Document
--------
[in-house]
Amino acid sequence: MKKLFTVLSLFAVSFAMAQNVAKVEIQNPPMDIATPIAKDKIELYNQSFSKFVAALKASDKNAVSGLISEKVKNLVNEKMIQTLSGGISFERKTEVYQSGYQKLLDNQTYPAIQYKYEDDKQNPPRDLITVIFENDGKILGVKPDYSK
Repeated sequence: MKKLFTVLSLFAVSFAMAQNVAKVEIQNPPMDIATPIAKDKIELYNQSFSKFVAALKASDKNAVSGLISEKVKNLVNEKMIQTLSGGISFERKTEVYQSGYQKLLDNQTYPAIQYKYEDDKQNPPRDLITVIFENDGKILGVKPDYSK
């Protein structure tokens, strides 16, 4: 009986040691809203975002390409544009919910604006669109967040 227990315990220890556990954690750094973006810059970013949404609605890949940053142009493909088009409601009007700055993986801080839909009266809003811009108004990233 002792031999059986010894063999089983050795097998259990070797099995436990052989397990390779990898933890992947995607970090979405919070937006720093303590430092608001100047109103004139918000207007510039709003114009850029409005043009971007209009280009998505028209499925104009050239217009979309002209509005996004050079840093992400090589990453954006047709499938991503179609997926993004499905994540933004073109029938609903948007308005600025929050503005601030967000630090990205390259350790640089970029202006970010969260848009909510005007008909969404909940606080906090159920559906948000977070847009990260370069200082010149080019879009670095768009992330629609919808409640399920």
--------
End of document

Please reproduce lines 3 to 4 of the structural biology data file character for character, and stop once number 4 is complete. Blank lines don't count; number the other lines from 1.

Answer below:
Repeated sequence: MKKLFTVLSLFAVSFAMAQNVAKVEIQNPPMDIATPIAKDKIELYNQSFSKFVAALKASDKNAVSGLISEKVKNLVNEKMIQTLSGGISFERKTEVYQSGYQKLLDNQTYPAIQYKYEDDKQNPPRDLITVIFENDGKILGVKPDYSK
């Protein structure tokens, strides 16, 4: 009986040691809203975002390409544009919910604006669109967040 227990315990220890556990954690750094973006810059970013949404609605890949940053142009493909088009409601009007700055993986801080839909009266809003811009108004990233 002792031999059986010894063999089983050795097998259990070797099995436990052989397990390779990898933890992947995607970090979405919070937006720093303590430092608001100047109103004139918000207007510039709003114009850029409005043009971007209009280009998505028209499925104009050239217009979309002209509005996004050079840093992400090589990453954006047709499938991503179609997926993004499905994540933004073109029938609903948007308005600025929050503005601030967000630090990205390259350790640089970029202006970010969260848009909510005007008909969404909940606080906090159920559906948000977070847009990260370069200082010149080019879009670095768009992330629609919808409640399920």